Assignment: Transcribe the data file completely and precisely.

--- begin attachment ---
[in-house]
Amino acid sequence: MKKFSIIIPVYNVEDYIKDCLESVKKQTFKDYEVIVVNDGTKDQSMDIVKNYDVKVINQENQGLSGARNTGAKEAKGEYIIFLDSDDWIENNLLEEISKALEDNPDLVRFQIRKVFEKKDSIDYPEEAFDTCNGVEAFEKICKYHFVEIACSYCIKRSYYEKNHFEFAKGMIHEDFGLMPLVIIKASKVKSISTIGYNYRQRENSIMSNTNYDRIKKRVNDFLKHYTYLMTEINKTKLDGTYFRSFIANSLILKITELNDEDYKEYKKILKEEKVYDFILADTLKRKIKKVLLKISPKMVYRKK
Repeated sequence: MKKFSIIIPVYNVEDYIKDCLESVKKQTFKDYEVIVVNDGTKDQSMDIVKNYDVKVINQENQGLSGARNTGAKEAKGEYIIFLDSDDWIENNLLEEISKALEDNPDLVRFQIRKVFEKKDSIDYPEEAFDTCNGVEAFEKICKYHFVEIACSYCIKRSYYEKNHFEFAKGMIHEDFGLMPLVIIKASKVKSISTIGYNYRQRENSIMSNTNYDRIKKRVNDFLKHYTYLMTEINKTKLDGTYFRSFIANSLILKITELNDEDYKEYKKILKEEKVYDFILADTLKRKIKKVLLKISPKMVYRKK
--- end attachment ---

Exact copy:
[in-house]
Amino acid sequence: MKKFSIIIPVYNVEDYIKDCLESVKKQTFKDYEVIVVNDGTKDQSMDIVKNYDVKVINQENQGLSGARNTGAKEAKGEYIIFLDSDDWIENNLLEEISKALEDNPDLVRFQIRKVFEKKDSIDYPEEAFDTCNGVEAFEKICKYHFVEIACSYCIKRSYYEKNHFEFAKGMIHEDFGLMPLVIIKASKVKSISTIGYNYRQRENSIMSNTNYDRIKKRVNDFLKHYTYLMTEINKTKLDGTYFRSFIANSLILKITELNDEDYKEYKKILKEEKVYDFILADTLKRKIKKVLLKISPKMVYRKK
Repeated sequence: MKKFSIIIPVYNVEDYIKDCLESVKKQTFKDYEVIVVNDGTKDQSMDIVKNYDVKVINQENQGLSGARNTGAKEAKGEYIIFLDSDDWIENNLLEEISKALEDNPDLVRFQIRKVFEKKDSIDYPEEAFDTCNGVEAFEKICKYHFVEIACSYCIKRSYYEKNHFEFAKGMIHEDFGLMPLVIIKASKVKSISTIGYNYRQRENSIMSNTNYDRIKKRVNDFLKHYTYLMTEINKTKLDGTYFRSFIANSLILKITELNDEDYKEYKKILKEEKVYDFILADTLKRKIKKVLLKISPKMVYRKK